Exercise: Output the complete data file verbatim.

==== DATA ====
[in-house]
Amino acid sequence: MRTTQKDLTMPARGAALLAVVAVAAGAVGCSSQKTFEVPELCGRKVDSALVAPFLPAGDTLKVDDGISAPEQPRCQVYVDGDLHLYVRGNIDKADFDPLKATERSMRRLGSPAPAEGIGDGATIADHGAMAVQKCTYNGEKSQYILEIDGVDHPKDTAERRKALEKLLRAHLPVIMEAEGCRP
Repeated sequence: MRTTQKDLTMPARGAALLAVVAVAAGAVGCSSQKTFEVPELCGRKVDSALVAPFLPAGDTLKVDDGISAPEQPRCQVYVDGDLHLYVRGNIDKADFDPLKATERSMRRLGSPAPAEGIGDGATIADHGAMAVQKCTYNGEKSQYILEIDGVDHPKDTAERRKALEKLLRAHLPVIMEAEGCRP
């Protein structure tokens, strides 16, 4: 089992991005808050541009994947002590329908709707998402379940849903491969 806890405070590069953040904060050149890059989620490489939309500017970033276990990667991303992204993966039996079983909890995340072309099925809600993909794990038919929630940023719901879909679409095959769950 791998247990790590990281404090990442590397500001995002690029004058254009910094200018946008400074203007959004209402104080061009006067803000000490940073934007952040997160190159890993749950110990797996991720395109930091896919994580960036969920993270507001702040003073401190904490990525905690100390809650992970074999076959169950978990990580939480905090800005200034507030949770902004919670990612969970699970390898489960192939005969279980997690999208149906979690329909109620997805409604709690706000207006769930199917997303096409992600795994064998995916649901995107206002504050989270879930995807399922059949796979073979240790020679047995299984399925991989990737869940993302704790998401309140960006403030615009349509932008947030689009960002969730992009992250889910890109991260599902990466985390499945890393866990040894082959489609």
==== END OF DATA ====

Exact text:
[in-house]
Amino acid sequence: MRTTQKDLTMPARGAALLAVVAVAAGAVGCSSQKTFEVPELCGRKVDSALVAPFLPAGDTLKVDDGISAPEQPRCQVYVDGDLHLYVRGNIDKADFDPLKATERSMRRLGSPAPAEGIGDGATIADHGAMAVQKCTYNGEKSQYILEIDGVDHPKDTAERRKALEKLLRAHLPVIMEAEGCRP
Repeated sequence: MRTTQKDLTMPARGAALLAVVAVAAGAVGCSSQKTFEVPELCGRKVDSALVAPFLPAGDTLKVDDGISAPEQPRCQVYVDGDLHLYVRGNIDKADFDPLKATERSMRRLGSPAPAEGIGDGATIADHGAMAVQKCTYNGEKSQYILEIDGVDHPKDTAERRKALEKLLRAHLPVIMEAEGCRP
């Protein structure tokens, strides 16, 4: 089992991005808050541009994947002590329908709707998402379940849903491969 806890405070590069953040904060050149890059989620490489939309500017970033276990990667991303992204993966039996079983909890995340072309099925809600993909794990038919929630940023719901879909679409095959769950 791998247990790590990281404090990442590397500001995002690029004058254009910094200018946008400074203007959004209402104080061009006067803000000490940073934007952040997160190159890993749950110990797996991720395109930091896919994580960036969920993270507001702040003073401190904490990525905690100390809650992970074999076959169950978990990580939480905090800005200034507030949770902004919670990612969970699970390898489960192939005969279980997690999208149906979690329909109620997805409604709690706000207006769930199917997303096409992600795994064998995916649901995107206002504050989270879930995807399922059949796979073979240790020679047995299984399925991989990737869940993302704790998401309140960006403030615009349509932008947030689009960002969730992009992250889910890109991260599902990466985390499945890393866990040894082959489609």